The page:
Political terms used to close discussion

Dear Editor,

Climate Change Part 1.

As a science teacher and student of science developments all my life, I would be amused by the handling of several ‘science’ issues today if they did not have such serious consequences.

One such is climate change (earlier known as climate warming).

As an earth science major, I studied meteorology, climatology, landforms such as glaciers, and took a particular interest in Arctic geography when the University of Alberta had the world-class repository (Boreal Institute) of documents from and about the Arctic.

Politicians, journalists, editors of scientific journals (with biased peer review) and pseudoscientists (those who pander after biased research dollars – a good living takes precedence over intellectual honesty) are all responsible for where we are at today.

What the public and journalists that are providing them with supposedly trustworthy information do not understand is that two words being used are foreign to science – “settled” and “consensus”.

No truly honest, unbiased and truth-seeking scientist will ever use these terms in a scientific paper, debate or discussion.

These are political terms that are to close discussion and debate to further an agenda. This leads to political rather than scientific attacks on people as sceptics or deniers as they promote their particular economic agendas – electric cars, solar and wind power, carbon pricing, et cetera.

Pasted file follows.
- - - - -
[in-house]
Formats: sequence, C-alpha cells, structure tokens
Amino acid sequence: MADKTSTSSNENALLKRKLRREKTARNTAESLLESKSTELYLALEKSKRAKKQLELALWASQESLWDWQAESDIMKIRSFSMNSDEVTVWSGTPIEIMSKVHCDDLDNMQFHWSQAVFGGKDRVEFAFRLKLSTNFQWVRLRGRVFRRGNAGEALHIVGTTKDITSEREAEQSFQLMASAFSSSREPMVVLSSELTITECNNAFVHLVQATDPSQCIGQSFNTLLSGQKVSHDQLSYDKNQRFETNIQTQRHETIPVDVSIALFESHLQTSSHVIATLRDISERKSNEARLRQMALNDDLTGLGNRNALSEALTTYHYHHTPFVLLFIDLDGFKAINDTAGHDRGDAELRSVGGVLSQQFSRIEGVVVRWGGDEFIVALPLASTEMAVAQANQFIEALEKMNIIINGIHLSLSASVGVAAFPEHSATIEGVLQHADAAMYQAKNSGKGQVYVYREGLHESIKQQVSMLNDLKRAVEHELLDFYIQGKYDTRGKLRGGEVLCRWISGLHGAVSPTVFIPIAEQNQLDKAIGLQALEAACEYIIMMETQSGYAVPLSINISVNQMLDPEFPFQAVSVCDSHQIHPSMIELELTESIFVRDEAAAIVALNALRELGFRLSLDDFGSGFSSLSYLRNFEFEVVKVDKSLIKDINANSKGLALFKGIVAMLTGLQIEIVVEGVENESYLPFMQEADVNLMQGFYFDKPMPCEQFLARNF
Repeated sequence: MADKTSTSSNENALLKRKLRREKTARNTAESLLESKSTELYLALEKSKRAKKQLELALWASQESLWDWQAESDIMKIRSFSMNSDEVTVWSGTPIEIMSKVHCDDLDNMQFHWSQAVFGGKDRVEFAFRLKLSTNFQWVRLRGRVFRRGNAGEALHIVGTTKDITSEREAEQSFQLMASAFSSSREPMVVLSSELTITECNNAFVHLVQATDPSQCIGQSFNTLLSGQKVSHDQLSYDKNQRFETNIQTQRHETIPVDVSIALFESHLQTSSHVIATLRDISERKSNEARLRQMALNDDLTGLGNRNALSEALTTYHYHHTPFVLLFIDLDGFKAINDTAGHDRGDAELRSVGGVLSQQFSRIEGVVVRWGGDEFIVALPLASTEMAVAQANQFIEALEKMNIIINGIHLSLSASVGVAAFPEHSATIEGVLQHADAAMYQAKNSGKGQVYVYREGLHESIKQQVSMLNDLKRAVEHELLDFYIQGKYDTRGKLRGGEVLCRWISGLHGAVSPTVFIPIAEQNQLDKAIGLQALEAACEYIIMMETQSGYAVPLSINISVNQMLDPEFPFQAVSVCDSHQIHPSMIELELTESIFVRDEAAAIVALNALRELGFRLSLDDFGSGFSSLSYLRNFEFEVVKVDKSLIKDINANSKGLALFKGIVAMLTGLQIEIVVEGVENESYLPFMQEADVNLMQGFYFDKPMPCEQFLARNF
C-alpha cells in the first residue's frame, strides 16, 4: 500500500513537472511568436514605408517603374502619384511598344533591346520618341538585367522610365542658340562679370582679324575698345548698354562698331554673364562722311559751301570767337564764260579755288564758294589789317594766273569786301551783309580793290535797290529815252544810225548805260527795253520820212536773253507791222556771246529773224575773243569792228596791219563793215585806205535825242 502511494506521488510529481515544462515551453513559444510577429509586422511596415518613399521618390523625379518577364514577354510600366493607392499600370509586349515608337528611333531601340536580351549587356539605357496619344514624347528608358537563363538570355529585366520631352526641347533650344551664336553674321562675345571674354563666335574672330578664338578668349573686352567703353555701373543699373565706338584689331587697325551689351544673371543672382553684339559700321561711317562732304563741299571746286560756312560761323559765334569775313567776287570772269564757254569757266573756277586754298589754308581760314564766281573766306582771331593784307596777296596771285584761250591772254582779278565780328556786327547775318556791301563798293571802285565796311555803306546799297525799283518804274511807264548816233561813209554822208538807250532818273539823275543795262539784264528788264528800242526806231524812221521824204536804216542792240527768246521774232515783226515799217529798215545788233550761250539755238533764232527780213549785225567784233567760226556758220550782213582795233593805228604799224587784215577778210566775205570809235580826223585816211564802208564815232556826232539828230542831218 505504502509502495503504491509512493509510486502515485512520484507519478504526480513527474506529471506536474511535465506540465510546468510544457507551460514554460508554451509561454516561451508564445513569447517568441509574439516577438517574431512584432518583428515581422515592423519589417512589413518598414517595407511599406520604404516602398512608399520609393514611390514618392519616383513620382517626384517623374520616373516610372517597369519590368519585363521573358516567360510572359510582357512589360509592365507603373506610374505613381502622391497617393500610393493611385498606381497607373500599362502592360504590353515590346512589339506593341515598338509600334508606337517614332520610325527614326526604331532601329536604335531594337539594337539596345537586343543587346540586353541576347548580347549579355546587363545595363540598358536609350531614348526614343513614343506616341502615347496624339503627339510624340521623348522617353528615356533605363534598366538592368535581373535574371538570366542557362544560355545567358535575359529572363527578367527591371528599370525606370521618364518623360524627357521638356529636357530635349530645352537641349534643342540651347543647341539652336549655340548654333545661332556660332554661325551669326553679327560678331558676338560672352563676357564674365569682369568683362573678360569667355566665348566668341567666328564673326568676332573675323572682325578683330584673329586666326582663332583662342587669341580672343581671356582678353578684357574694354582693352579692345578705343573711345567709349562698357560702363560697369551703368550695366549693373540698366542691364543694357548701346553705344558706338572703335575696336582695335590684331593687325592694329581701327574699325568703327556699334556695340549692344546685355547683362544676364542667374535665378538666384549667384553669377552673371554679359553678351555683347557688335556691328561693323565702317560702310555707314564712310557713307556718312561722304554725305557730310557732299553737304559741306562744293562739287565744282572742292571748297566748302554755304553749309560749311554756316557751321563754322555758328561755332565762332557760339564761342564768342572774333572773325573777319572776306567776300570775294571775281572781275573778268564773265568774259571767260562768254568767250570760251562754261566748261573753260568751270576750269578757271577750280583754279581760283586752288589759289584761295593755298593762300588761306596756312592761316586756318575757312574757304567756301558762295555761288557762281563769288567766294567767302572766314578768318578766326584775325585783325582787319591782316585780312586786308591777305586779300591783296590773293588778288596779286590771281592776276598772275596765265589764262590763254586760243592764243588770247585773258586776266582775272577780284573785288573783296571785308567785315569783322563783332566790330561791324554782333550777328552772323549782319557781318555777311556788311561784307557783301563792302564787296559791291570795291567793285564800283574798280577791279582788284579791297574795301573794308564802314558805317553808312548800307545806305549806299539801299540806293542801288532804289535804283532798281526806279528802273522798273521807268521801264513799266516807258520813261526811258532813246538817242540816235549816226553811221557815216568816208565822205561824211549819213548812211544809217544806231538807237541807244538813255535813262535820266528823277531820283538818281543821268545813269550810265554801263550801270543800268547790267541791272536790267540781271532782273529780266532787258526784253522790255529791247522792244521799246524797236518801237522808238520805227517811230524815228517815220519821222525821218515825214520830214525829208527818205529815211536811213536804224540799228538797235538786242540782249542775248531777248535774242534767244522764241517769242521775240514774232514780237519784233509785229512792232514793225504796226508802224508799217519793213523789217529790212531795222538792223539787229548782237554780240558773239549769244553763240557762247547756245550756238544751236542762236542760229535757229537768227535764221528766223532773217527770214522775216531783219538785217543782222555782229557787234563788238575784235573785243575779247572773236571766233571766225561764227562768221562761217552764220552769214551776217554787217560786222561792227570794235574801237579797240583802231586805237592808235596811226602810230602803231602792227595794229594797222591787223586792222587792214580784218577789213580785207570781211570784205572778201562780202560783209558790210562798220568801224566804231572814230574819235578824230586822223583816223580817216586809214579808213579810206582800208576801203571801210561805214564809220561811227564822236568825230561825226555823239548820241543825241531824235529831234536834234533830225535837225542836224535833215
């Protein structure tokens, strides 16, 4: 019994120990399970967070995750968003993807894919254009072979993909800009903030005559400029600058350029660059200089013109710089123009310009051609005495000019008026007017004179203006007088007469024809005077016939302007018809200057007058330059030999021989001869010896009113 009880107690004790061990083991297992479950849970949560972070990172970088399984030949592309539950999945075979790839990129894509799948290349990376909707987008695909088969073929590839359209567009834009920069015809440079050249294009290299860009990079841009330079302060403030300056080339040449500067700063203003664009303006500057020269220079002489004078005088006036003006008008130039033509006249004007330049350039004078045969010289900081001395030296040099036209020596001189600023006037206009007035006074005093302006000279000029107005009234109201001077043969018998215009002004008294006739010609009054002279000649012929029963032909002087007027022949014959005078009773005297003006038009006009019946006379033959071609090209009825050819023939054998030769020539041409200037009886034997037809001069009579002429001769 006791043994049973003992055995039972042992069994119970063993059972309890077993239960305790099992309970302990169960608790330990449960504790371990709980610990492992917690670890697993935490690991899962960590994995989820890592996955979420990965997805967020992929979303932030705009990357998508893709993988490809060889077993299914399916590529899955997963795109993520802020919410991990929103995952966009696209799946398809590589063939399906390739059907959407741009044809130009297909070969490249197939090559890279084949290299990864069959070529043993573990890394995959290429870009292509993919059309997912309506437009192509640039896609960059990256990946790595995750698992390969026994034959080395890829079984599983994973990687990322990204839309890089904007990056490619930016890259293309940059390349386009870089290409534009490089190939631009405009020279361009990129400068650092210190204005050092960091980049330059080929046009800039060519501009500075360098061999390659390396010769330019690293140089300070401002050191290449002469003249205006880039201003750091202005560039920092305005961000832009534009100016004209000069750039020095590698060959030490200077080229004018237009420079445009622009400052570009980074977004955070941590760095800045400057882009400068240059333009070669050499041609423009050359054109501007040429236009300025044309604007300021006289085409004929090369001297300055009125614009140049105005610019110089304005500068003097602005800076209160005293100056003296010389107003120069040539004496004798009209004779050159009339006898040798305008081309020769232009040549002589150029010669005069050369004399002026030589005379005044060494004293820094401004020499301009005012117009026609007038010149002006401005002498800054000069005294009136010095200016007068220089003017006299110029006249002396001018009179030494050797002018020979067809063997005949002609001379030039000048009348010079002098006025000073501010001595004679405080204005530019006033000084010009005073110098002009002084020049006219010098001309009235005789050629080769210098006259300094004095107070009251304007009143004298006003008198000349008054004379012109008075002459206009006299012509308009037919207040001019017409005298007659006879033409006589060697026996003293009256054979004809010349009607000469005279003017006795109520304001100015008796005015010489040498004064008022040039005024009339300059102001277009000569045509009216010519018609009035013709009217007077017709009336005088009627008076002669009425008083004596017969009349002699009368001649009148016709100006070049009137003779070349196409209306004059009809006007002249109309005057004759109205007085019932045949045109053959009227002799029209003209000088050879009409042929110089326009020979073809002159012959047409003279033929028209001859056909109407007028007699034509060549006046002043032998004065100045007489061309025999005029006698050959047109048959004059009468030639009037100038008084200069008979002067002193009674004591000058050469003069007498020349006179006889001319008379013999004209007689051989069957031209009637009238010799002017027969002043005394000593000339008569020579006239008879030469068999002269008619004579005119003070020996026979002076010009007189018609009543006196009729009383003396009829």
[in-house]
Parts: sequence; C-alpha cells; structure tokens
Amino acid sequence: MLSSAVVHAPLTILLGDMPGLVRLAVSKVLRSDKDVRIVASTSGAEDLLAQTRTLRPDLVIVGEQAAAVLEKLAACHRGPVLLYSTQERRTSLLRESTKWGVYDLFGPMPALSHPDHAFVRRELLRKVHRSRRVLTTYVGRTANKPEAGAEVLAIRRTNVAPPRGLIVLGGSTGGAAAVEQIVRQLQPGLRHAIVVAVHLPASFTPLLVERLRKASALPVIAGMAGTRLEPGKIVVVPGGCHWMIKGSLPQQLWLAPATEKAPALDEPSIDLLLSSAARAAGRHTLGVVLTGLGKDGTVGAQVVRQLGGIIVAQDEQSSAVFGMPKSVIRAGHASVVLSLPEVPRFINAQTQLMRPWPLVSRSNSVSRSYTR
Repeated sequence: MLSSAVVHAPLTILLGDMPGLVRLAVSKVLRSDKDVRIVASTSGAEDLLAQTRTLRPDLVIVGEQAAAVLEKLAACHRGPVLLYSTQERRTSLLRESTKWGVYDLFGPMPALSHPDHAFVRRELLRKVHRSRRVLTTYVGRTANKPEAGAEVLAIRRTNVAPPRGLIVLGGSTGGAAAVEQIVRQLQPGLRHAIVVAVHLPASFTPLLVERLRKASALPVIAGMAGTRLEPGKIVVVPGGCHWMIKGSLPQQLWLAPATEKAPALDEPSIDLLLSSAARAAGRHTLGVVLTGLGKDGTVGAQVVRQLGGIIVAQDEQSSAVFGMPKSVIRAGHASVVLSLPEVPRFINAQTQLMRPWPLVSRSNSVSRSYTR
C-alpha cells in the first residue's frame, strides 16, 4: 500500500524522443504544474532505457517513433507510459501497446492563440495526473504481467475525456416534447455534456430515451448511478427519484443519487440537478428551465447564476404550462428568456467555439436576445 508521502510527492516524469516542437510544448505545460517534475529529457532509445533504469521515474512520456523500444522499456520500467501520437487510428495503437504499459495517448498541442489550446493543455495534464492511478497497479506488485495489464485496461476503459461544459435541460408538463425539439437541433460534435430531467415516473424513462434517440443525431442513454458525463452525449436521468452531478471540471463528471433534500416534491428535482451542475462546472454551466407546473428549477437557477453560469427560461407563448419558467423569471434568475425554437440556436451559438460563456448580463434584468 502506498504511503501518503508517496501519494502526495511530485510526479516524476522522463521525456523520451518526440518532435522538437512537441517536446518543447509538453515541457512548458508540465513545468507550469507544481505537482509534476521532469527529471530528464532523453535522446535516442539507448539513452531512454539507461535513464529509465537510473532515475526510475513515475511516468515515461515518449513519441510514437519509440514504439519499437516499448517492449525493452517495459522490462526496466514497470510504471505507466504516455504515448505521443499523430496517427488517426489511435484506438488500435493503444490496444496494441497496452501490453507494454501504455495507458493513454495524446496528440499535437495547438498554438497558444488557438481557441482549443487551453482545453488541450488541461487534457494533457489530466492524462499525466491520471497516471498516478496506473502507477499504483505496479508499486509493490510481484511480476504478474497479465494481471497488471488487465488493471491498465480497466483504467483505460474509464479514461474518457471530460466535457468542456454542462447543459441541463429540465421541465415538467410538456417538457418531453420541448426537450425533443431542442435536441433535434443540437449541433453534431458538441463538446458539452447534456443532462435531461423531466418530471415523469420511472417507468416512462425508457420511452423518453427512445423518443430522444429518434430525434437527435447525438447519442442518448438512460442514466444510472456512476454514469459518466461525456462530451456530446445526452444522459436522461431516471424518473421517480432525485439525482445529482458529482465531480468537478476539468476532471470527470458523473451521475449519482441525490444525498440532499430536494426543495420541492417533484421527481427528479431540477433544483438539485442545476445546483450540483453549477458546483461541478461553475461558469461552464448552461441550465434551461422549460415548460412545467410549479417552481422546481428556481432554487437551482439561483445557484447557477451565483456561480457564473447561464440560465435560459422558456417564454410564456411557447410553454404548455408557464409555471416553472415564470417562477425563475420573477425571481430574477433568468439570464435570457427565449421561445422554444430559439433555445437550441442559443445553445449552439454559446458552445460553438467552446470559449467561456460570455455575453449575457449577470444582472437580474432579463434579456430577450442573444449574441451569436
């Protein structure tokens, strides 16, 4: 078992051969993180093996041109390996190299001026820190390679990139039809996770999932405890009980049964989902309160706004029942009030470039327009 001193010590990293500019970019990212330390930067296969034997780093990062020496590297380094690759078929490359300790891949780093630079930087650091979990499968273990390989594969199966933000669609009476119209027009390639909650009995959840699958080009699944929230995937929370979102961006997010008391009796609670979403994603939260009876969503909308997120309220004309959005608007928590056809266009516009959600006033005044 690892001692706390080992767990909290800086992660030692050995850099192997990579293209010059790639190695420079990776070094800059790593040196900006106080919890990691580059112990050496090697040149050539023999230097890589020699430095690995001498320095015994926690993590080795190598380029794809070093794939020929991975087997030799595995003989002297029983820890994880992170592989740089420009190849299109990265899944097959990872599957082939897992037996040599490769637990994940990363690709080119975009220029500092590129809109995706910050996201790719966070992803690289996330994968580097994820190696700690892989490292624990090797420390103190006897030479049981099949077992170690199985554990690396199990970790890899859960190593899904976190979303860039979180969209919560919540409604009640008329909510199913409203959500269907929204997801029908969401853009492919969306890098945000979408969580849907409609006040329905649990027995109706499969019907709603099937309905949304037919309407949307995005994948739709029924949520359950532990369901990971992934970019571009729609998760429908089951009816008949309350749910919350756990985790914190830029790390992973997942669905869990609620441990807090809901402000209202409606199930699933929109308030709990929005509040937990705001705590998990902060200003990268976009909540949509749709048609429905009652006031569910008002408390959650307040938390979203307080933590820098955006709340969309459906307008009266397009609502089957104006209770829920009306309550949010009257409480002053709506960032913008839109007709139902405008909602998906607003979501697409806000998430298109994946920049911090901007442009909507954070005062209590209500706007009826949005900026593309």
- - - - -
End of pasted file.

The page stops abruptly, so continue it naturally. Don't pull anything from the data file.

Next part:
The actual fact is, good scientists are always sceptics by examining data, finding new data, proposing theories and adjusting them or abandoning them as new data is found.

They never adjust data to fit the models (as we see happening) but adjust their model to fit new data.

They are always open to new studies.

In fact, if 100 studies support Conclusion A but only one study supports Conclusion B, that means that A is faulty and must be changed or discarded, or at best kept with reservations.

Do we find this honest discussion happening today?

No, we hear only a political viewpoint from both politicians and journalists.

In fact, I am disappointed to see that the ECA Review has fallen prey to this globalist political agenda.

There are thousands of dissenting scientific studies with available data that can be studied and replicated which true scientists would do.

But what we see instead are ignoring, dismissing and religious worship of these Intergovernmental Panel on Climate Change (IPCC) models which do not predict accurately.

This is politically motivated, not scientifically motivated. And now we have new credible data from NASA which supports Conclusion B.

How will it be handled?

That needs to be the subject of another letter.

 

Doug Munro

Killam, Ab.

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